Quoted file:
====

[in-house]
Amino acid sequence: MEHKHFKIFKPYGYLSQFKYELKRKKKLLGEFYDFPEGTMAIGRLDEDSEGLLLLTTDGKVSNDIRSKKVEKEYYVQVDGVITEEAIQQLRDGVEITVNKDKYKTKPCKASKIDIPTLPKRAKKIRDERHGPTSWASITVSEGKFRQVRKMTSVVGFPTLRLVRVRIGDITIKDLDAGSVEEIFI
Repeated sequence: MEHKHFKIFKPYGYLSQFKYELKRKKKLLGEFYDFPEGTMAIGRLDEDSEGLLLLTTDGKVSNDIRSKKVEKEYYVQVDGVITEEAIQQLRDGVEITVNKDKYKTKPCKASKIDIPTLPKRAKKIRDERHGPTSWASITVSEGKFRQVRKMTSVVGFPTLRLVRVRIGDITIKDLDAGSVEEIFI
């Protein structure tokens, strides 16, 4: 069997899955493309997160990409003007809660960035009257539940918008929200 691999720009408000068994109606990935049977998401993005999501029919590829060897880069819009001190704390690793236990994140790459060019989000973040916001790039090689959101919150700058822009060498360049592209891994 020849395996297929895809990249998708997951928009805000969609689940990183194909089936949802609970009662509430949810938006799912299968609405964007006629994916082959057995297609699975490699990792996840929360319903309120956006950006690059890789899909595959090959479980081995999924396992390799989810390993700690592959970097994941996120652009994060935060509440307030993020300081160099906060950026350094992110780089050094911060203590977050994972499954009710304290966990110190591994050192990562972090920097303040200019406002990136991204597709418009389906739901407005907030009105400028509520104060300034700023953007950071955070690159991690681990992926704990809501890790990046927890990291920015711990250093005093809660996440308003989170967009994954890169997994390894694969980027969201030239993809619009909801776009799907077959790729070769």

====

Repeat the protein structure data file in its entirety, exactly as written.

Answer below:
[in-house]
Amino acid sequence: MEHKHFKIFKPYGYLSQFKYELKRKKKLLGEFYDFPEGTMAIGRLDEDSEGLLLLTTDGKVSNDIRSKKVEKEYYVQVDGVITEEAIQQLRDGVEITVNKDKYKTKPCKASKIDIPTLPKRAKKIRDERHGPTSWASITVSEGKFRQVRKMTSVVGFPTLRLVRVRIGDITIKDLDAGSVEEIFI
Repeated sequence: MEHKHFKIFKPYGYLSQFKYELKRKKKLLGEFYDFPEGTMAIGRLDEDSEGLLLLTTDGKVSNDIRSKKVEKEYYVQVDGVITEEAIQQLRDGVEITVNKDKYKTKPCKASKIDIPTLPKRAKKIRDERHGPTSWASITVSEGKFRQVRKMTSVVGFPTLRLVRVRIGDITIKDLDAGSVEEIFI
């Protein structure tokens, strides 16, 4: 069997899955493309997160990409003007809660960035009257539940918008929200 691999720009408000068994109606990935049977998401993005999501029919590829060897880069819009001190704390690793236990994140790459060019989000973040916001790039090689959101919150700058822009060498360049592209891994 020849395996297929895809990249998708997951928009805000969609689940990183194909089936949802609970009662509430949810938006799912299968609405964007006629994916082959057995297609699975490699990792996840929360319903309120956006950006690059890789899909595959090959479980081995999924396992390799989810390993700690592959970097994941996120652009994060935060509440307030993020300081160099906060950026350094992110780089050094911060203590977050994972499954009710304290966990110190591994050192990562972090920097303040200019406002990136991204597709418009389906739901407005907030009105400028509520104060300034700023953007950071955070690159991690681990992926704990809501890790990046927890990291920015711990250093005093809660996440308003989170967009994954890169997994390894694969980027969201030239993809619009909801776009799907077959790729070769």